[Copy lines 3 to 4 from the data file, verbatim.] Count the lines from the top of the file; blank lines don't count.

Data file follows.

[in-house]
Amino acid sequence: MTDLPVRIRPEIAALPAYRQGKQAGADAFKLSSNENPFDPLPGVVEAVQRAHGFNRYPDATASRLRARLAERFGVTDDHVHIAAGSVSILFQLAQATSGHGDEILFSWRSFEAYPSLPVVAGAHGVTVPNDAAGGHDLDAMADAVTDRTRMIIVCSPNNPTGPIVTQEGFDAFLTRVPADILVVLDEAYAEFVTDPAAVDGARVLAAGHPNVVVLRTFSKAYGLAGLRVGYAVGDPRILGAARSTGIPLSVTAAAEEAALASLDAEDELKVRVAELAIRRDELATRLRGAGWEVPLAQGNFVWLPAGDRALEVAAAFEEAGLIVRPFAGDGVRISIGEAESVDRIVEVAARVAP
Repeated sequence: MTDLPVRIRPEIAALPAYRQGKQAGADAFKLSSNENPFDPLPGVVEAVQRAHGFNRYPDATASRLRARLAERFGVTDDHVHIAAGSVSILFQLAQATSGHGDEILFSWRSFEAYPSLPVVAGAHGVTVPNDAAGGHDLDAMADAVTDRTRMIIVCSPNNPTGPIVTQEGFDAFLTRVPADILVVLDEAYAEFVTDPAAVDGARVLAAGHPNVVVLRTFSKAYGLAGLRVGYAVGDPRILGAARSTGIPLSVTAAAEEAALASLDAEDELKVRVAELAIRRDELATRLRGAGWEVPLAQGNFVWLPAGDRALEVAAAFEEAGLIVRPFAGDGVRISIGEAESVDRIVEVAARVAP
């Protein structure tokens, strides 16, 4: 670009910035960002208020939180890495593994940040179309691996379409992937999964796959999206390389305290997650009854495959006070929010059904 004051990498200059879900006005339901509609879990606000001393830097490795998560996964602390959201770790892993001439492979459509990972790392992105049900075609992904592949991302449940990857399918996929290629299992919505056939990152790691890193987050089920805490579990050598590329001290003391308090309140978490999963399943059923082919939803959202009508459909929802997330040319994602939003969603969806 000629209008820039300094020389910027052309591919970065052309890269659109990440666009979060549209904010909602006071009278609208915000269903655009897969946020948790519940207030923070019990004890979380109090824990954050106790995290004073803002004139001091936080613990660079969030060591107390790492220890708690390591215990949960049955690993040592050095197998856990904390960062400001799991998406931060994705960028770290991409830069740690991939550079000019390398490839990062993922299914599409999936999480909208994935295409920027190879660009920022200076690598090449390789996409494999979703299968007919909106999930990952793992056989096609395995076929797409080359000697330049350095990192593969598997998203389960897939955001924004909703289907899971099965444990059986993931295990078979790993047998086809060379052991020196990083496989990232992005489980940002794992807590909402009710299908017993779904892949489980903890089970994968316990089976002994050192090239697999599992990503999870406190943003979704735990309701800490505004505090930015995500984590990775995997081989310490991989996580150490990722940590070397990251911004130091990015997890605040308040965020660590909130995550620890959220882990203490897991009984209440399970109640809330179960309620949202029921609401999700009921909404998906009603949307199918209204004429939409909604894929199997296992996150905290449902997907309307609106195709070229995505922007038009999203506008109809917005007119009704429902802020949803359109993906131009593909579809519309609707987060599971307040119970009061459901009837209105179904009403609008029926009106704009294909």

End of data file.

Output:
Repeated sequence: MTDLPVRIRPEIAALPAYRQGKQAGADAFKLSSNENPFDPLPGVVEAVQRAHGFNRYPDATASRLRARLAERFGVTDDHVHIAAGSVSILFQLAQATSGHGDEILFSWRSFEAYPSLPVVAGAHGVTVPNDAAGGHDLDAMADAVTDRTRMIIVCSPNNPTGPIVTQEGFDAFLTRVPADILVVLDEAYAEFVTDPAAVDGARVLAAGHPNVVVLRTFSKAYGLAGLRVGYAVGDPRILGAARSTGIPLSVTAAAEEAALASLDAEDELKVRVAELAIRRDELATRLRGAGWEVPLAQGNFVWLPAGDRALEVAAAFEEAGLIVRPFAGDGVRISIGEAESVDRIVEVAARVAP
């Protein structure tokens, strides 16, 4: 670009910035960002208020939180890495593994940040179309691996379409992937999964796959999206390389305290997650009854495959006070929010059904 004051990498200059879900006005339901509609879990606000001393830097490795998560996964602390959201770790892993001439492979459509990972790392992105049900075609992904592949991302449940990857399918996929290629299992919505056939990152790691890193987050089920805490579990050598590329001290003391308090309140978490999963399943059923082919939803959202009508459909929802997330040319994602939003969603969806 000629209008820039300094020389910027052309591919970065052309890269659109990440666009979060549209904010909602006071009278609208915000269903655009897969946020948790519940207030923070019990004890979380109090824990954050106790995290004073803002004139001091936080613990660079969030060591107390790492220890708690390591215990949960049955690993040592050095197998856990904390960062400001799991998406931060994705960028770290991409830069740690991939550079000019390398490839990062993922299914599409999936999480909208994935295409920027190879660009920022200076690598090449390789996409494999979703299968007919909106999930990952793992056989096609395995076929797409080359000697330049350095990192593969598997998203389960897939955001924004909703289907899971099965444990059986993931295990078979790993047998086809060379052991020196990083496989990232992005489980940002794992807590909402009710299908017993779904892949489980903890089970994968316990089976002994050192090239697999599992990503999870406190943003979704735990309701800490505004505090930015995500984590990775995997081989310490991989996580150490990722940590070397990251911004130091990015997890605040308040965020660590909130995550620890959220882990203490897991009984209440399970109640809330179960309620949202029921609401999700009921909404998906009603949307199918209204004429939409909604894929199997296992996150905290449902997907309307609106195709070229995505922007038009999203506008109809917005007119009704429902802020949803359109993906131009593909579809519309609707987060599971307040119970009061459901009837209105179904009403609008029926009106704009294909």